Government to pay legal costs of solar firms and campaign group following illegal cuts to solar subsidies

Solar panels

The government will have to fork out £180,000 in legal costs to solar firms and campaign group Friends of the Earth following its illegal cuts to solar subsidies in 2011.

In October 2011, the government announced plans to slash the feed-in tariff for installations made after 12 December that year.

However, its consultation on the decision did not close until 23 December, which prompted Friends of the Earth (FOE) and two solar firms – HomeSun and Solarcentury – to successfully appeal to a High Court judge to strike down the cut-off date as retrospective and illegal. The government tried, unsuccessfully, to appeal against this ruling.

Donna Hume, energy campaigner at FOE, said its challenge firmly established the principle that the government could not change the tariff retrospectively. She added: “It would have been better if the government had not taken this action and dragged it out so long, not just because of the money spent but because of the confidence in the industry that was lost.”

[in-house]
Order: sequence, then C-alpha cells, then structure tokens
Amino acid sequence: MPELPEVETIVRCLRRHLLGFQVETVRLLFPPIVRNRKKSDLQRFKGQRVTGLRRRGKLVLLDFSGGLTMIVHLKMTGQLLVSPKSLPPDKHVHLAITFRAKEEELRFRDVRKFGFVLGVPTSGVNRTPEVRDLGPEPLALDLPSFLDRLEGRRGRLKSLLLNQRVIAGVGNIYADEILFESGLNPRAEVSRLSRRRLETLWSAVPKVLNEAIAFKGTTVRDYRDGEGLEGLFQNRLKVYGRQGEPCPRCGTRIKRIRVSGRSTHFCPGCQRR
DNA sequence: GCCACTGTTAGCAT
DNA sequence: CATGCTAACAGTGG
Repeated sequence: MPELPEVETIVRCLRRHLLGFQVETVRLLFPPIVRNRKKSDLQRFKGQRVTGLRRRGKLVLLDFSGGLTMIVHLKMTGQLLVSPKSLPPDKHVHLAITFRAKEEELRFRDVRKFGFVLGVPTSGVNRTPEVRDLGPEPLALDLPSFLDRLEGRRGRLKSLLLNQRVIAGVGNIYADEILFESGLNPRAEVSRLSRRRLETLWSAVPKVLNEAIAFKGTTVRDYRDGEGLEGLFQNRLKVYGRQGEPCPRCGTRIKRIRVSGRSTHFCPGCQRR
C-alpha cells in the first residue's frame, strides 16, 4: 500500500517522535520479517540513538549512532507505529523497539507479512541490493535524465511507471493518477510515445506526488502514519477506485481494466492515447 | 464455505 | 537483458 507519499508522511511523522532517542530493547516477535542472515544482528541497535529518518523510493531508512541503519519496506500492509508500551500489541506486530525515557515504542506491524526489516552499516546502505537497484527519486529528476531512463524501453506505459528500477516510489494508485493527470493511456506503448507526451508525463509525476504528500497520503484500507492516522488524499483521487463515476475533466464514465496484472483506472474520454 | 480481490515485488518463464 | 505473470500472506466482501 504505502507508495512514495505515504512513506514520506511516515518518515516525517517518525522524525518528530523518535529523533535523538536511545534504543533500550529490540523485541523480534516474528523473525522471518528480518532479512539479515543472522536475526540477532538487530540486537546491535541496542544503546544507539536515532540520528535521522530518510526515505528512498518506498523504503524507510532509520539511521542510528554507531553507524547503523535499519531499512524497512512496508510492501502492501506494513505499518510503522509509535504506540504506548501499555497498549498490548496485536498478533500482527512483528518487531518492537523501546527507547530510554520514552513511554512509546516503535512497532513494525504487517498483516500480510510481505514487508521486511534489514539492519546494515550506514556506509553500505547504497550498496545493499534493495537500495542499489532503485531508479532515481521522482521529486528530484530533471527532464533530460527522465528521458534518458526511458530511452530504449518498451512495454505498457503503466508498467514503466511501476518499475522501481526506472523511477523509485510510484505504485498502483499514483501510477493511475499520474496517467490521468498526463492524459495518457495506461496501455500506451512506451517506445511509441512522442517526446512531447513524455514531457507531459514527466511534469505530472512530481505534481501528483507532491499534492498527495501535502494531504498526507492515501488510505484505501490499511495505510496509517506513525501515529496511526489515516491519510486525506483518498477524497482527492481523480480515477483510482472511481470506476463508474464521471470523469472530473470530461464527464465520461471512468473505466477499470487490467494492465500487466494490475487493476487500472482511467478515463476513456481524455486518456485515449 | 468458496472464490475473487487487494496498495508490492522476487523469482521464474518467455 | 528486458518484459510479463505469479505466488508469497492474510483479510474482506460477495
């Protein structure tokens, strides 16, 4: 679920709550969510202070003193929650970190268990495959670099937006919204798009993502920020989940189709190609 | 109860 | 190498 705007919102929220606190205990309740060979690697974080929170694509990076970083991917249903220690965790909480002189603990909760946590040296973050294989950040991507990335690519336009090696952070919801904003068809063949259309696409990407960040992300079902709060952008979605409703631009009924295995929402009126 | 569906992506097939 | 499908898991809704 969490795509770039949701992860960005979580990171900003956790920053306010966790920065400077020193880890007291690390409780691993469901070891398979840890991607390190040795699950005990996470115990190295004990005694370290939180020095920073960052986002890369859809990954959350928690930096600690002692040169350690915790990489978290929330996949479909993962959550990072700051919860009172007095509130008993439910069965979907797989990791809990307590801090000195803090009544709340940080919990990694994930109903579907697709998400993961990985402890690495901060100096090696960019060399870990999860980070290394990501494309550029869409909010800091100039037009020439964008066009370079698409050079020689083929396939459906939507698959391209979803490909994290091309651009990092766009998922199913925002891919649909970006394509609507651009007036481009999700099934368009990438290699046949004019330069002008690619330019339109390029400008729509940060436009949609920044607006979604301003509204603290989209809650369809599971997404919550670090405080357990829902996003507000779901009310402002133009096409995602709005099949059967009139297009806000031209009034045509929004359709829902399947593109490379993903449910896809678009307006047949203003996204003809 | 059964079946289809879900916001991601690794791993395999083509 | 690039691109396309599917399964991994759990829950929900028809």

Daniel Green, chief executive of HomeSun, said the cut had caused “genuine damage” to the company. “We had a lot of customers and things were going well and we were able to raise finance and that all got snuffed out,” he said.

In striking down the government’s decision to time the cut as it did Mr Justice Mitting said in December 2011 the case was “black and white”. The Department for Energy and Climate Change (DECC) applied to appeal at the Court of Appeal but was denied permission. In March 2012 the Supreme Court also refused to hear the case, closing legal proceedings.

However, it has taken until now to reach a settlement for the costs of the case, which Mr Justice Mitting ordered DECC to pay at the original hearing.

A DECC spokesperson said he could not comment on the “details or costs of individual cases at this stage”.